Tracing

Overview

The microservice architecture differs from the traditional monoliths in many aspects. From the request observability perspective, there are asynchronous boundaries among various different microservices that compose a request flow. Moreover, these microservices can have heterogeneous semantics when it comes to monitoring. A tracing solution that provides a holistic view of the request flow helps you to understand the system and take informed decisions regarding troubleshooting and performance optimization.

Tracing in Kyma uses Jaeger as a backend which serves as the query mechanism for displaying information about traces.

Architecture

The Jaeger-based tracing component provides the necessary functionality to collect and query traces. Both operations may occur at the same time. This way you inspect specific traces using the Jaeger UI, while Jaeger takes care of proper trace collection and storage in parallel. See the diagram for details:

Tracing architecture

Collect traces

The process of collecting traces by Jaeger looks as follows:

  1. The application receives a request, either from an internal or external source.
  2. If the application has Istio injection enabled, Istio proxy propagates the correct HTTP headers of the requests to the Jaeger Deployment. Istio proxy calls Jaeger using the Zipkin service which exposes a Jaeger port compatible with the Zipkin protocol.
  3. Jaeger processes the data. Specifically, the Jaeger Agent component receives the spans, batches them, and forwards to the Jaeger Collector service.
  4. The BadgerDB database stores the data and persists it using a PersistentVolume resource.

Query traces

The process of querying traces from Jaeger looks as follows:

  1. A Kyma user accesses the Jaeger UI to look for specific traces.
  2. Jaeger UI passes the request to the Jaeger Query service. The request goes through the Istio Ingress Gateway which forwards the incoming connections to the service.
  3. Jaeger Query passes the request to the Keycloak Gatekeeper for authorization. The Gatekeeper calls Dex to authenticate the user and the request, and grants further access if the authentication is successful.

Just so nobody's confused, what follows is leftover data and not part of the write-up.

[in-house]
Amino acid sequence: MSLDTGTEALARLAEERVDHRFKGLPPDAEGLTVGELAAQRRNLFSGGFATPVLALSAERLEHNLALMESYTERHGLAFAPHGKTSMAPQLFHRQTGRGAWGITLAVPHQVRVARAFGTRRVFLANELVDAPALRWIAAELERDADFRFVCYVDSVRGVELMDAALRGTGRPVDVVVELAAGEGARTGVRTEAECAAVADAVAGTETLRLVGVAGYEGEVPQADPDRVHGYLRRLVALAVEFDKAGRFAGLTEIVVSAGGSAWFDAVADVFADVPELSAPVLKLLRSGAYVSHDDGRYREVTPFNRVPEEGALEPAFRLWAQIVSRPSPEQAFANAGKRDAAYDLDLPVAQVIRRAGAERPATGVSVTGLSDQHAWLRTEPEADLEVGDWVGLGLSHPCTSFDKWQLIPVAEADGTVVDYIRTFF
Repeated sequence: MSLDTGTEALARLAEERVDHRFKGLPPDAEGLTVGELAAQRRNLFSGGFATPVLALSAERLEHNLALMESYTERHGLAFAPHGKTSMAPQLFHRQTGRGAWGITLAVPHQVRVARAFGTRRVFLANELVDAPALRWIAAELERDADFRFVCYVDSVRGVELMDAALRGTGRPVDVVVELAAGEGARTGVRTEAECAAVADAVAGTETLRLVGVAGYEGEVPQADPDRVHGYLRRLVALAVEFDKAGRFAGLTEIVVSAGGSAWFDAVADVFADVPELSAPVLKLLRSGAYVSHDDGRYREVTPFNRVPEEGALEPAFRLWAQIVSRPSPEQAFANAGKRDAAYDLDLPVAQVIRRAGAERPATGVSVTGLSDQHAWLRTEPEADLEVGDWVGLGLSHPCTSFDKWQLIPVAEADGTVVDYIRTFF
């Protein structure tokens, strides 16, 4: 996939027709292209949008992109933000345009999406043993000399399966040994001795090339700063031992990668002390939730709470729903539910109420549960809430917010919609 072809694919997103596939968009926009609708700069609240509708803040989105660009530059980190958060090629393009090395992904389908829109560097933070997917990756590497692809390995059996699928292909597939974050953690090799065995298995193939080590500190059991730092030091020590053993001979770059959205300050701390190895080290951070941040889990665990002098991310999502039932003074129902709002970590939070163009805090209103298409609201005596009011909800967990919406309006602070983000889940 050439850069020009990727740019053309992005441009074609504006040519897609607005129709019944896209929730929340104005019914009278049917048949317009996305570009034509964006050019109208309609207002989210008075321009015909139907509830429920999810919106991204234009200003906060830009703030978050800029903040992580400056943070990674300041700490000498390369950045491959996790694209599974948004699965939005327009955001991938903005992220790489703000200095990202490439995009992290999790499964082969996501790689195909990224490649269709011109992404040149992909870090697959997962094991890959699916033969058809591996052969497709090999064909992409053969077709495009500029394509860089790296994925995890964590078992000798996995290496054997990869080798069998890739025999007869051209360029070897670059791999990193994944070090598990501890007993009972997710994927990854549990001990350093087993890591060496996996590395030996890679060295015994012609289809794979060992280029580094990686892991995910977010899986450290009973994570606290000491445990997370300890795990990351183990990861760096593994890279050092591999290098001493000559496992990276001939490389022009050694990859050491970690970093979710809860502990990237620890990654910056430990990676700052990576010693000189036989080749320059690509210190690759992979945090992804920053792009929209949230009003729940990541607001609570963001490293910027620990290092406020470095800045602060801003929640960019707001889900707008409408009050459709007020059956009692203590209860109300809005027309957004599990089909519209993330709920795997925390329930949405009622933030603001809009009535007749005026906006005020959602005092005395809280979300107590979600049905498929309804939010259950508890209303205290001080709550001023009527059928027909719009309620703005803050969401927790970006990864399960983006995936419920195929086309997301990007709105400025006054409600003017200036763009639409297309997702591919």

4. Finally, the functionality provided by the Jaeger Deployment allows you to retrieve trace information.

Details

Benefits of distributed tracing

Observability tools should clearly show the big picture, no matter if they help you monitor just a couple or multiple components. In a cloud-native microservice architecture, a user request often flows through dozens of different microservices. Tools such as logging or monitoring help to track the way, however, they treat each component or microservice in isolation. This individual treatment results in operational issues.

Distributed tracing charts out the transactions in cloud-native systems, helping you to understand the application behavior and relations between the front end actions and back end implementation.

The diagram shows how the distributed tracing helps to track the request path.

Distributed tracing

Jaeger

Overview

Jaeger is a monitoring and tracing tool for microservice-based distributed systems. Its features include the following:

  • Distributed context propagation
  • Distributed transaction monitoring
  • Root cause analysis
  • Service dependency analysis
  • Performance and latency optimization

Usage

The Envoy sidecar uses Jaeger to trace the request flow in the Istio Service Mesh. Jaeger is compatible with the Zipkin protocol, which Istio and Envoy use to communicate with the tracing back end. This allows you to use the Zipkin protocol and clients in Istio, Envoy, and Kyma services.

For details, see Istio's Distributed Tracing.

Install Jaeger locally

Read this document to learn how to install Jaeger locally.

Access Jaeger

Access the Jaeger UI either locally at https://jaeger.kyma.local or on a cluster at https://jaeger.{domain-of-kyma-cluster}.

Propagate HTTP headers